Foreign Policy Blogs

Is Brazil Overly Confident on the World Stage?

Brazil has grown in confidence over the last two years regarding its formerly unknown status as a world power outside of Latin America. Brazil shared its influence with the US during internal troubles in Honduras and was one of the key sources of aid after the quake in Haiti. Brazil also involved itself in the Middle East by placing itself in between the US and Iran in order to create a resolution to Iran’s nuclear situation in association with Turkey to form an amicable solution that would repel the Americans and Europeans from taking a hard stance on Iran’s nuclear program. As recently as last week, Brazil has taken a move away from its BRICS acquaintances and American counterparts by pushing to assist the EU with its financial issues by buying European Bonds, its BRICS counterparts did not support this idea in any form. This week Brazil surprised China, the US and all other concerned parties by pushing a policy in the WTO for actions to be taken against countries that devalue their currency to artificially increase exports. As expected, the US and China do not support this measure.

Brazil is seen as having two different personalities as the new kid on the world stage. In a negative light, many criticise Brazil as losing international clout before reaching its full state of international influence by pushing certain policies that do not have the fuel to be carried into fruition. A possible result of alienating certain powers in the Middle East, or promoting policies that may be seen as being in direct confrontation with some of the other BRICS might do more to rupture ties between the BRICS and Brazil’s traditional economic partners than to promote future gains when Brazil will be at the pinnacle of its strength. Tying itself with countries like Turkey, that is in a process of moving away from the EU and American initiatives in the Middle East, may put Brazil in a situation where other countries actions could pull it into a situation and a region that gives Brazil little benefit, with great costs.

Choices and benefits are not solely positive for the US or EU, as many of their choices could be criticised as being as poor or as those taken by Brazil or any other country. Economic decisions during economic crisis and political decisions the US and EU have taken during the Arab Spring are often hotly debated, decisions where Brazil have made positive contributions and have grown because of their proactive approach to global politics. In a positive light, Brazil as a new financial and cultural power with the funds and clout to make moves into regions outside of its own might earn Brazil the respect it has accrued within Latin America and place it on the world stage. Brazil has been able to maintain its position as a powerful middle of the road negotiator between the two political forces within Latin America, and would do well to hold this position outside of the region. While helping the EU or creating a more balanced trade relationship may be in the best interests of Brazil, a careful approach in the Middle East might be best in order to not alienate itself from the Europeans or Americans, or from new leaders coming out of the Arab spring that are often in violent opposition to current leaders from Algeria to Iran. Brazil, like all nations, have the right to work towards their best interests, but the discussion on how to approach the international community should be discussed seriously within Brazil amongst all Brazilians of all political stripes. Mistakes will surely be made, but Brazil will never intentionally place itself in a losing position or maintain a negative posture, as the risks are not worth the loss of a powerful future Brazil.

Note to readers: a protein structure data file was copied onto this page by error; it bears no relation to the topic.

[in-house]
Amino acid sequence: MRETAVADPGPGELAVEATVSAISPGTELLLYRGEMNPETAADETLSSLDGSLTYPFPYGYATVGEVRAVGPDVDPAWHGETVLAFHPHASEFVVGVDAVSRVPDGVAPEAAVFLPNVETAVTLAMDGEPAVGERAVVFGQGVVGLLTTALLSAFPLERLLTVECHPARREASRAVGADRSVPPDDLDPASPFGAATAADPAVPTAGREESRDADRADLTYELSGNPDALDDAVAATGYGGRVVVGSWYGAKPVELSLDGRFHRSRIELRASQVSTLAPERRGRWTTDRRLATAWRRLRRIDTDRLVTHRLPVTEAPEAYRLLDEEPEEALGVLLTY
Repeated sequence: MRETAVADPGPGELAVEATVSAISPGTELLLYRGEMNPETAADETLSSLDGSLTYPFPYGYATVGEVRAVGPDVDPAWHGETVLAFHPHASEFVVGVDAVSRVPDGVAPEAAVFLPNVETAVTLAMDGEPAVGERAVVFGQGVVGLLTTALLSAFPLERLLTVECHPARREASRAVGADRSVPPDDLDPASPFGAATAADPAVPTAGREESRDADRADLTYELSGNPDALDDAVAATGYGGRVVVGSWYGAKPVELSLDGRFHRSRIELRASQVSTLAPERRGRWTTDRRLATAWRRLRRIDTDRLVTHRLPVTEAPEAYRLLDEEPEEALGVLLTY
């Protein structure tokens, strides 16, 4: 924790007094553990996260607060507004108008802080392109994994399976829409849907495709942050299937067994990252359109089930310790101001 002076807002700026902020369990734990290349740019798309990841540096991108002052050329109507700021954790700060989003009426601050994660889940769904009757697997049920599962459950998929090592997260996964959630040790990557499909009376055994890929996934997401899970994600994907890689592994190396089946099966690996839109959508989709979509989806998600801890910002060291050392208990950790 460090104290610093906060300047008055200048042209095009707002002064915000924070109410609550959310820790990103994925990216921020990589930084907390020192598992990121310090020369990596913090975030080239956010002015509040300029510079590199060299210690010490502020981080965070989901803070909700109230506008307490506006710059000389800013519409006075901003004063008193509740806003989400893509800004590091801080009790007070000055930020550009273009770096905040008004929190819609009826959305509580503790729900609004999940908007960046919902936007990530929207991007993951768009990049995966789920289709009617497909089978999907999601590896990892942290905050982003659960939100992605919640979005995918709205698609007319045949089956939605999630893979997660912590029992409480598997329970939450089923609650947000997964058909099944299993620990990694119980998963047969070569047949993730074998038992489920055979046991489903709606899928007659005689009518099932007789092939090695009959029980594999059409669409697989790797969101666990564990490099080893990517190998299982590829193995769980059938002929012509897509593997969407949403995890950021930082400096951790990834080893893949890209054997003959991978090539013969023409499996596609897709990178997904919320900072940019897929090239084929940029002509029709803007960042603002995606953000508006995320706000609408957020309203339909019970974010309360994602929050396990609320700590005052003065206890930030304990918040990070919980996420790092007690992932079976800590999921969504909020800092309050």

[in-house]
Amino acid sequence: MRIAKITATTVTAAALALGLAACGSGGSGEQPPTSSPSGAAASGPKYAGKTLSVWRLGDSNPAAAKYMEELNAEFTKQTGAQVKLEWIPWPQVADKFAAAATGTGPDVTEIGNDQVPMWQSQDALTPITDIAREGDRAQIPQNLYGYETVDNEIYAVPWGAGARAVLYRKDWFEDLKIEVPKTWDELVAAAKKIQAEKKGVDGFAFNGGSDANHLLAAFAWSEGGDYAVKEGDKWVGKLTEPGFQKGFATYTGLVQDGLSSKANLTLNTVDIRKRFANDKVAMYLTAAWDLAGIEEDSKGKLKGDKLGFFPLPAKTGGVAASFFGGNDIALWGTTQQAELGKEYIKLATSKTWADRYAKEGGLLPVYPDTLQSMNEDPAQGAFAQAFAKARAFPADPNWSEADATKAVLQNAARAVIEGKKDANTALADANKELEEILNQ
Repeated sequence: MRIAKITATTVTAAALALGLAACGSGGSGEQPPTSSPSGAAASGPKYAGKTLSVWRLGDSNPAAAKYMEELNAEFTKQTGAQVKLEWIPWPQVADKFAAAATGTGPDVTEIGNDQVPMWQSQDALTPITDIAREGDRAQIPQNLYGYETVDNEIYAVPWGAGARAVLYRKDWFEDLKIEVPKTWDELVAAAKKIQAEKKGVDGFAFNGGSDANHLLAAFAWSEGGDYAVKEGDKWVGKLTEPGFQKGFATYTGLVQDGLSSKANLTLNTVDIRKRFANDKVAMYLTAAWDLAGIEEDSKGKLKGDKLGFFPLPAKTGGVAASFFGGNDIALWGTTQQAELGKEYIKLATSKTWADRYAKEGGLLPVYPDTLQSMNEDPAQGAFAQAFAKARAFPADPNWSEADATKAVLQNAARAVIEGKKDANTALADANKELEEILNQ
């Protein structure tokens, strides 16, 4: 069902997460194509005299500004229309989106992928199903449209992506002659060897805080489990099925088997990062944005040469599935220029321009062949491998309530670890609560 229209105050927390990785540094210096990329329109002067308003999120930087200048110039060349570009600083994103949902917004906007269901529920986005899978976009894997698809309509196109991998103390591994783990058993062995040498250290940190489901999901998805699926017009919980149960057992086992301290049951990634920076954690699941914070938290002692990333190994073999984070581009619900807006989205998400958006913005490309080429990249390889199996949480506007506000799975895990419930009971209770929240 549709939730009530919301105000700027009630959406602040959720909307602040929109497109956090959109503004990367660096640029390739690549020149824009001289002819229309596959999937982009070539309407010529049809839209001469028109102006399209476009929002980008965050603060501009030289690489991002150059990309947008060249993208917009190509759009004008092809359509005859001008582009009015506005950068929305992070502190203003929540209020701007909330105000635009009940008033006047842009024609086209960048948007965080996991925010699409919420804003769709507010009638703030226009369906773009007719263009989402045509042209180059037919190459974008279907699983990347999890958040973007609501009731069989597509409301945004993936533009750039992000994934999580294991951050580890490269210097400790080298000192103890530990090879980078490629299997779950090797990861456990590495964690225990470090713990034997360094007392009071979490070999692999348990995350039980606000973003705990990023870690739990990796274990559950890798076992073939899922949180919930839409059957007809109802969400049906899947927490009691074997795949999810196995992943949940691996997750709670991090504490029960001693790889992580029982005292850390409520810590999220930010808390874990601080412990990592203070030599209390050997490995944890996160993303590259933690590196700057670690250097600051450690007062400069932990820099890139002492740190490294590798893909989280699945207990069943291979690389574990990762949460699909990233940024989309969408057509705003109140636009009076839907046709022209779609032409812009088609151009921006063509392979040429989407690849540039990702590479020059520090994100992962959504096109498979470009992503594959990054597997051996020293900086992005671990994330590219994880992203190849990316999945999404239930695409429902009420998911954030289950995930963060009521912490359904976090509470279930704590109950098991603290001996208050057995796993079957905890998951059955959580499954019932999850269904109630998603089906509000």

Richard Basas
Richard Basas

Richard Basas, a Canadian Masters Level Law student educated in Spain, England, and Canada (U of London MA 2003 LL.M., 2007), has worked researching for CSIS and as a Reporter for the Latin America Advisor. He went on to study his MA in Latin American Political Economy in London with the University of London and LSE. Subsequently, Rich followed his career into Law focusing mostly on International Commerce and EU-Americas issues. He has worked for many commercial and legal organisations as well as within the Refugee Protection Community in Toronto, Canada, representing detained non-status indivduals residing in Canada. Rich will go on to study his PhD in International Law.

Areas of Focus:
Law; Economics and Commerce; Americas; Europe; Refugees; Immigration


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